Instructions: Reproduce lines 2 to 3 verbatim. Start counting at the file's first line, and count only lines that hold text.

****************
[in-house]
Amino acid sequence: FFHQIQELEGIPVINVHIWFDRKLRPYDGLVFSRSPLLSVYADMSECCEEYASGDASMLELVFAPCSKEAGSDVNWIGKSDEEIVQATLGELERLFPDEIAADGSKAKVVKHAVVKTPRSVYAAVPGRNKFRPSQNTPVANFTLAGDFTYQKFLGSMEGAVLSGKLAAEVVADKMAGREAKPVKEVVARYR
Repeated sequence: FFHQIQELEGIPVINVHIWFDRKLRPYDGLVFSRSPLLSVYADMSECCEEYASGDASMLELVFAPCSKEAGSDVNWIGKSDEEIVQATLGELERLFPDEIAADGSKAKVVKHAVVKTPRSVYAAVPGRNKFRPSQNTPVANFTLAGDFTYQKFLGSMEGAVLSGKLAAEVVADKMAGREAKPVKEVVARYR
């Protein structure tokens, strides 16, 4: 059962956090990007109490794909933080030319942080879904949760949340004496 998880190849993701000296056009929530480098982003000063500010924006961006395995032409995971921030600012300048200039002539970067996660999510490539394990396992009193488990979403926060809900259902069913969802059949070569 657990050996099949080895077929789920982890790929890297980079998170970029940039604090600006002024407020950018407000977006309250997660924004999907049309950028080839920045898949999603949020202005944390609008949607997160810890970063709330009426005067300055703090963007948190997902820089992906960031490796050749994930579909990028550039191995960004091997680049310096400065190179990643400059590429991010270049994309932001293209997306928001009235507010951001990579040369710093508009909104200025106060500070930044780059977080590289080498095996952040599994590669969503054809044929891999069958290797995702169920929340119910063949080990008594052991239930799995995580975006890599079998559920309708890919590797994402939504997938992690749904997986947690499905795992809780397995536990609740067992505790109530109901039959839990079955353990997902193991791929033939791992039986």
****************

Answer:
Amino acid sequence: FFHQIQELEGIPVINVHIWFDRKLRPYDGLVFSRSPLLSVYADMSECCEEYASGDASMLELVFAPCSKEAGSDVNWIGKSDEEIVQATLGELERLFPDEIAADGSKAKVVKHAVVKTPRSVYAAVPGRNKFRPSQNTPVANFTLAGDFTYQKFLGSMEGAVLSGKLAAEVVADKMAGREAKPVKEVVARYR
Repeated sequence: FFHQIQELEGIPVINVHIWFDRKLRPYDGLVFSRSPLLSVYADMSECCEEYASGDASMLELVFAPCSKEAGSDVNWIGKSDEEIVQATLGELERLFPDEIAADGSKAKVVKHAVVKTPRSVYAAVPGRNKFRPSQNTPVANFTLAGDFTYQKFLGSMEGAVLSGKLAAEVVADKMAGREAKPVKEVVARYR